A Practical Navigator for the Internet Economy

Clinton Administration Embraces DNS Tar Baby, Magaziner & OMB Responsible -- Action Derails Agreement with Network Solutions & NSF to End Co-operative Agreement on April 1 1997

Ill Considered Move Halts Formation of ARIN IP Registry Critics Say Action Deprives IANA of Opportunity for Legal Foundation of Authority & Endangers Stability of the Internet by Putting IP Numbers at Risk, pp. 1- 5

Thanks to the meddling of hopefully well meaning folk - Ira Magaziner's Internet task force at the White House, and an inter agency task force centered at OMB, we are faced with a potentially dangerous situation for the Internet. It is no secret how badly the Domain Name System is about to become fouled up after a year and a half of squabbling among competing bodies. But what is not broadly understood is that NSI runs the IP registry for the Western hemisphere and feeds content to the "." dot servers for the world that are located at NSI but owned by IANA. These are functions that there is no longer any legitimate reason for the US government to be involved with. But they are also so critical to the operation of the Internet that they must be moved very promptly to a separate and neutral body independent of NSI and one unable to be dragged "under" by the waves litigation now threatening everyone involved with Domain Name System.

After talking with numerous sources familiar with the events of the last two months, we are convinced that policy coming from the White House has, inadvertently, put a stop to plans that had moved far enough along so that the above removal of ARIN's functions from NSI could have happened in a way that would benefit the world wide Internet community. Fall out from this action has meant a halt in plans under way that would have - very shortly - resulted in the establishment of an independent American Registry for Internet Numbers. The establishment of ARIN also means that for the first time the operations of the IANA could become institutionalized and gain a sounder international foundation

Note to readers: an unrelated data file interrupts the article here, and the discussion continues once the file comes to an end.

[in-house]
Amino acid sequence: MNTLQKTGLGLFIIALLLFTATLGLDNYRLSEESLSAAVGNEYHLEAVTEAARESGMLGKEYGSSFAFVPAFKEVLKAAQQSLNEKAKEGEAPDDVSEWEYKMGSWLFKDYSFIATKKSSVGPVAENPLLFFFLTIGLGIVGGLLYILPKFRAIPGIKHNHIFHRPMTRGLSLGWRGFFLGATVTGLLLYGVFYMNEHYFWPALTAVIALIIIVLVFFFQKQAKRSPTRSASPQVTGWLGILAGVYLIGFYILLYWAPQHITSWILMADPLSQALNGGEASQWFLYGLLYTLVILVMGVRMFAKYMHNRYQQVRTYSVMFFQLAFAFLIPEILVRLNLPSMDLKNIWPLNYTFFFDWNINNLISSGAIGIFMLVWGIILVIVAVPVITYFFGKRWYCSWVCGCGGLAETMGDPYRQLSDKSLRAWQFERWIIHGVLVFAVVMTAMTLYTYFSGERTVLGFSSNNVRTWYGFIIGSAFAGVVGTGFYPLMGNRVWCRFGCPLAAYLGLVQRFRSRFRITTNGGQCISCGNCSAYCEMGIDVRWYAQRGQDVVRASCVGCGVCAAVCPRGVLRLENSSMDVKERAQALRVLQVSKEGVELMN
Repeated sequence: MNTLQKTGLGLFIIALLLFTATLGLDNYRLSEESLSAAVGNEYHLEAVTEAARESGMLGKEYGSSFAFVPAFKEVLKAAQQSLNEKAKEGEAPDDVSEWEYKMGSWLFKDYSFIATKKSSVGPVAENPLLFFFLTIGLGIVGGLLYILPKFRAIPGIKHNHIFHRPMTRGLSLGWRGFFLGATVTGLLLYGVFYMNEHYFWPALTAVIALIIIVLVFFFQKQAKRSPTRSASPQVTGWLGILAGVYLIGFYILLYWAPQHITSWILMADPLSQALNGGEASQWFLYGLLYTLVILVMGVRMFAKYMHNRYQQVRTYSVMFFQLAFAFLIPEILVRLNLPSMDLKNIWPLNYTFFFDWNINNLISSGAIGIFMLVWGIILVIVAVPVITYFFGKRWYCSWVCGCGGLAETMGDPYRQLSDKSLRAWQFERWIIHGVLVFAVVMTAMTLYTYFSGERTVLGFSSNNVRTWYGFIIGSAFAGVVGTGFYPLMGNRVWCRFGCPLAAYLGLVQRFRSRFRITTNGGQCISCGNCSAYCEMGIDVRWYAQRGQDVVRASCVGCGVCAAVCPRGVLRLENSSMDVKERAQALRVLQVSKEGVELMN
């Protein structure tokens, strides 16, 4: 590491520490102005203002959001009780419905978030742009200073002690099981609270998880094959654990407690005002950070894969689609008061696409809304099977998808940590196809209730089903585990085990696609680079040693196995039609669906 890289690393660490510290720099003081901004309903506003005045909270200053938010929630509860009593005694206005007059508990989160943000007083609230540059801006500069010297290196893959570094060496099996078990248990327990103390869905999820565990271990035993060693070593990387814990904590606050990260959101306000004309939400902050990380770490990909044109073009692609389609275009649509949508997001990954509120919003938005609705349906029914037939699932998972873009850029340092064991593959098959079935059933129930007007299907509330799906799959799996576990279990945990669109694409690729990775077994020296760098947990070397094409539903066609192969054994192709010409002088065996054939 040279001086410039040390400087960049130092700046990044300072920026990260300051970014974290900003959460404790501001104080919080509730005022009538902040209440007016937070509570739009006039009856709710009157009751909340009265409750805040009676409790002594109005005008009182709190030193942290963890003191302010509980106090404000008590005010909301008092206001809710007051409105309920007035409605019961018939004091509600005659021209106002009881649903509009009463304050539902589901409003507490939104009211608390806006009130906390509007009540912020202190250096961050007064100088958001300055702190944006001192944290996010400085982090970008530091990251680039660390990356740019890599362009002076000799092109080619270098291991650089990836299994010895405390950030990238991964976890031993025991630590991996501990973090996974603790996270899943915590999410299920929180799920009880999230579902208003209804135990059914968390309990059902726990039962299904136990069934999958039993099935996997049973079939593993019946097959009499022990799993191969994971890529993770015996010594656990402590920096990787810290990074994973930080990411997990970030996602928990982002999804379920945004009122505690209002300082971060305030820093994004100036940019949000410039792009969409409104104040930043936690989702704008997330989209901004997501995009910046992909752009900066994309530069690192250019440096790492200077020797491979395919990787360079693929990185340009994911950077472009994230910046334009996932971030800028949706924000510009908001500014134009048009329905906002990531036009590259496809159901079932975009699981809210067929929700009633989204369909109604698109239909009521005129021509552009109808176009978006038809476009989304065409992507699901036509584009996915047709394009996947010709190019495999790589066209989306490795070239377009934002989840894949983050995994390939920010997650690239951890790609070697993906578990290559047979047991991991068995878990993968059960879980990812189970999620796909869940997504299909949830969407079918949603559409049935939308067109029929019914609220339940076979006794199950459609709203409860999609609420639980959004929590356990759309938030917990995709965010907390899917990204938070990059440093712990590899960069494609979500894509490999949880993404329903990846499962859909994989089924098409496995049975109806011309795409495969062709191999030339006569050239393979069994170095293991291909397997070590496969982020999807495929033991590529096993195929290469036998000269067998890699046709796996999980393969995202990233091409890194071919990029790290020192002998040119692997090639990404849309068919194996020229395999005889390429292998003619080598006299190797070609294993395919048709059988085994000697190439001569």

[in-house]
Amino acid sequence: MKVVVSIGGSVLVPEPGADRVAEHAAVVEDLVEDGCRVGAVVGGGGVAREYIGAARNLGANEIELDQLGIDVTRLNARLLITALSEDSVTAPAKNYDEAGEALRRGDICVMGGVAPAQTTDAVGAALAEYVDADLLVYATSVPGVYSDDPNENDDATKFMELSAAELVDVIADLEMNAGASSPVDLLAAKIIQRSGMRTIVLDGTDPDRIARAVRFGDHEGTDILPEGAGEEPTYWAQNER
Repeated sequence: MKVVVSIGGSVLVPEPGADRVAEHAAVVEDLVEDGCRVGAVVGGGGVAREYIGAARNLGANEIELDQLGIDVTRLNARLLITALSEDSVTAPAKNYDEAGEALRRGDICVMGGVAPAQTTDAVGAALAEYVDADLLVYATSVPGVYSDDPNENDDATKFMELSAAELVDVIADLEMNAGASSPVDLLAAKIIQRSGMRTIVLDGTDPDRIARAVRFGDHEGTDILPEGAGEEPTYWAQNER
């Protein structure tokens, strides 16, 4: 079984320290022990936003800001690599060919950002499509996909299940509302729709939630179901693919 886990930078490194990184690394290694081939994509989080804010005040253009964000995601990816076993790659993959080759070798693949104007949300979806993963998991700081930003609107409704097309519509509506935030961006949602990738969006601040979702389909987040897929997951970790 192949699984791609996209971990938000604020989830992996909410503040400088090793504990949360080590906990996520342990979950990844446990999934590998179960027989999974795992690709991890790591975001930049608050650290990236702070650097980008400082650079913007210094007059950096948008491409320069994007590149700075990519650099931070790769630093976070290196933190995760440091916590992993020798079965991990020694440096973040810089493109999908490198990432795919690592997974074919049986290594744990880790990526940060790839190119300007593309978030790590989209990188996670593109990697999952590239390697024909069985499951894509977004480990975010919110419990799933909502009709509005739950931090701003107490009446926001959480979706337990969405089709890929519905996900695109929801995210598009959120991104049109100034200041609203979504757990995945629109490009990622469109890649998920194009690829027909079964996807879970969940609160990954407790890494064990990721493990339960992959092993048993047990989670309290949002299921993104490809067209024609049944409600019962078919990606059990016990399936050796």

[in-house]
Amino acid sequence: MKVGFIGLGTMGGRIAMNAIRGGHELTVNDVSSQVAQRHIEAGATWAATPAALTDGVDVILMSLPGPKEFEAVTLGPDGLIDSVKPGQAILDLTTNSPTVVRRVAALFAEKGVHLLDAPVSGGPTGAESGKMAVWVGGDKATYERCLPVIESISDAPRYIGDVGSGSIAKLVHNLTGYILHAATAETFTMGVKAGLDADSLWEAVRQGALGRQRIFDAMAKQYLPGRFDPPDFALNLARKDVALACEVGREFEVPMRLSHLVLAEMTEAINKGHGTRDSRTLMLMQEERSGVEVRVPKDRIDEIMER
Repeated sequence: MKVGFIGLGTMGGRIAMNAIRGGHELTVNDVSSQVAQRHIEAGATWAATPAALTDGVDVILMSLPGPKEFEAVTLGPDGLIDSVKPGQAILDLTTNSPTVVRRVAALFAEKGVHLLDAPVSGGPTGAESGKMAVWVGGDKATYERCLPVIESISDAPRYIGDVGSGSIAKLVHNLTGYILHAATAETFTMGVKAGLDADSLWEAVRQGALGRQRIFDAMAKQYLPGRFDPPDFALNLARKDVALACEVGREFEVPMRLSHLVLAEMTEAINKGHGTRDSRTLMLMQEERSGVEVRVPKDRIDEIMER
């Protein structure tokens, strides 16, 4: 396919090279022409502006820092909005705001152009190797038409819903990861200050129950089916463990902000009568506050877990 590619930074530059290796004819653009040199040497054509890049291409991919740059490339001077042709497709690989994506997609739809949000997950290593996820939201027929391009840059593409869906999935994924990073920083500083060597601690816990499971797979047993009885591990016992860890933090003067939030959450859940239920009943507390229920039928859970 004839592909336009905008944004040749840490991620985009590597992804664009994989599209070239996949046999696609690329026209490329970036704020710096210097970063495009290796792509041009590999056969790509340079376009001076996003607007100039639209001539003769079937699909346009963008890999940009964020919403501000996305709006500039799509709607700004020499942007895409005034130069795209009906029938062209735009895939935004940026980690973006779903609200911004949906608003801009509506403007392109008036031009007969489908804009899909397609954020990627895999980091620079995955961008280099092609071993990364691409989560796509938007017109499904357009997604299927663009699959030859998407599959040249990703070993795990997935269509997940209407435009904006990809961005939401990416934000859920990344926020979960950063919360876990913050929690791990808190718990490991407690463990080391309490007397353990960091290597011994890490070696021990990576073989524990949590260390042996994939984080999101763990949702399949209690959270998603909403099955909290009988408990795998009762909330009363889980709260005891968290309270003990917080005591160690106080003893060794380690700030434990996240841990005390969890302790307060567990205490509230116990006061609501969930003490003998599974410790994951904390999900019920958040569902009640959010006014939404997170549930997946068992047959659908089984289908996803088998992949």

Putting a hold on the establishment of ARIN renders the authority of IANA more liable to court challenge and leaves the payroll, database, and control of the IP number registry process in the hands of a commercial company (NSI) that does the original .com and other global top level domain name registry for the entire internet world wide. As someone closely involved with ARIN told us: "The real danger is that numbers are being subsidized by domain names, and domain names are about to become a disaster."

While NSI has shown no signs that it cannot or should not be trusted, it is improbable that NSF oversight of NSI will extend beyond the current agreement whereas the need for NSI as a stabilized registry operation in an impending sea of change in the Domain Name arena will continue.

Therefore, it is reasonable to assume that NSI will sooner or later be granted full independence from NSF oversight . When this happens leaving the power inherent in both the DNS and the ARIN functions in the hands of a single corporation would be unwise. Also, while one hopes the chances are small that anything serious will happen to the viability of Network Solutions, it's DNS database performance during the last half of March has been horrendous with major names that had already paid being removed from the root servers for non payment - something that has led to disruption of service for many entities involved. In the litigious atmosphere that surrounds this whole environment, Network Solutions will surely be a target.